Giorgio Cini Foundation (Venice, IT)This project aims to identify the Catholic missionaries’ use of emotions as tools of evangelization among Asian peoples in the early modern period.
To do so, it analyses the emotional scripts present in the missionary literature written by four Italian Jesuits who carried out pioneering work in different geographical areas and had in common a willingness to promote a dialogue across cultures as basis for their work (the so-called accommodation policy).The four case studies considered are: Alessandro Valignano (1539–1606), Visitor of the Indian province of the Society of Jesus, who wrote extensively about Indian and Japanese people and was a fierce supporter of accommodation; Rodolfo Acquaviva (1550–1583), representative of the first mission to the Mughal Empire; Matteo Ricci (1552–1610), one of the founders of the mission to China, who studied its culture for nearly thirty years; and Ippolito Desideri (1684–1733), one of the first Europeans to visit Tibet and to write about Tibetan Buddhism.Page on the Centre for Comparative Studies' website. TBA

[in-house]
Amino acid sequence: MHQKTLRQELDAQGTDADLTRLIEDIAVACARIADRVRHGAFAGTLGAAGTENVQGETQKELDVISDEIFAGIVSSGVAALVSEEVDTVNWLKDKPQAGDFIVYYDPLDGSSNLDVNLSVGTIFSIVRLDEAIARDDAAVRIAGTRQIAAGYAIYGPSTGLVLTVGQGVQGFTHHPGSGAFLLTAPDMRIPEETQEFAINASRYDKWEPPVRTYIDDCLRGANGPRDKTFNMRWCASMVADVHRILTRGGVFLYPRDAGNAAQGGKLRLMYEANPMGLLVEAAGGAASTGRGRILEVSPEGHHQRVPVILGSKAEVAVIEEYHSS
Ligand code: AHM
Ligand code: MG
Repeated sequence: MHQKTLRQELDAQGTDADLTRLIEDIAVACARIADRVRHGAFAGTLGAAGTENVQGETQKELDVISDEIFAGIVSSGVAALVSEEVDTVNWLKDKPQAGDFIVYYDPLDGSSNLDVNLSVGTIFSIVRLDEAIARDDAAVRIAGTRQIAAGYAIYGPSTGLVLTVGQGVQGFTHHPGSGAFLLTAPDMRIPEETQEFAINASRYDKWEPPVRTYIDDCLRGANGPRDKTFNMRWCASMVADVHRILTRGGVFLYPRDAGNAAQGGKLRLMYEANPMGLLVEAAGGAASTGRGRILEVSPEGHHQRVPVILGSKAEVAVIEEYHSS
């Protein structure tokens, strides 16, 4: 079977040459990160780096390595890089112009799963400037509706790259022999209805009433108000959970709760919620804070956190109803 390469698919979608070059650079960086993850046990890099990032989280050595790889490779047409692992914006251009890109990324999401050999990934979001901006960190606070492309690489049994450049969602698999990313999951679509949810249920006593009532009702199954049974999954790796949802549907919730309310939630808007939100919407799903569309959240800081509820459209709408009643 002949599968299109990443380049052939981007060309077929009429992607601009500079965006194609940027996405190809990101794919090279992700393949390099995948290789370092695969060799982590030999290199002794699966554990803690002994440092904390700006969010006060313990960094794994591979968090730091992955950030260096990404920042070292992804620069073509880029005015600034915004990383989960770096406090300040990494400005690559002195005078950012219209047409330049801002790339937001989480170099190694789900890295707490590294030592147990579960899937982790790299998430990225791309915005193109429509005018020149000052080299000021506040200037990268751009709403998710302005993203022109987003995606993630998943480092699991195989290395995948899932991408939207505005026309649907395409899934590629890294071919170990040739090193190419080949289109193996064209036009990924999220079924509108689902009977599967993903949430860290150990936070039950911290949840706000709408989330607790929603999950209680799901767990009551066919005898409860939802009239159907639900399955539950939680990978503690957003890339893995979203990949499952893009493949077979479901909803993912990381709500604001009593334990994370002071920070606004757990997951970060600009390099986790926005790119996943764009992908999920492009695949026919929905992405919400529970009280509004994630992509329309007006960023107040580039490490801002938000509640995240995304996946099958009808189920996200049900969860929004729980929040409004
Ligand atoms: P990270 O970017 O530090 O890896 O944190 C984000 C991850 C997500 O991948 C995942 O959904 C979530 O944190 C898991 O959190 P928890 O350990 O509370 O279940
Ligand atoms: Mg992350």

"Religious Garments in the Jesuit Mission to Japan"
KHK Visiting Research Fellow (June-Sept 2018)
Center for Religious Studies (CERES), Ruhr University Bochum (DE)This project set out to analyse the use of dress as an indicator of the priorities and the
objectives of the missionaries in the larger question of inter-religious contact within the early modern Jesuit mission in Japan.Page on CERES's websiteOpen Access Article: The Dress of Evangelization: Jesuit Garments, Liturgical Textiles, and the Senses in Early Modern Japan, Entangled Religions 10.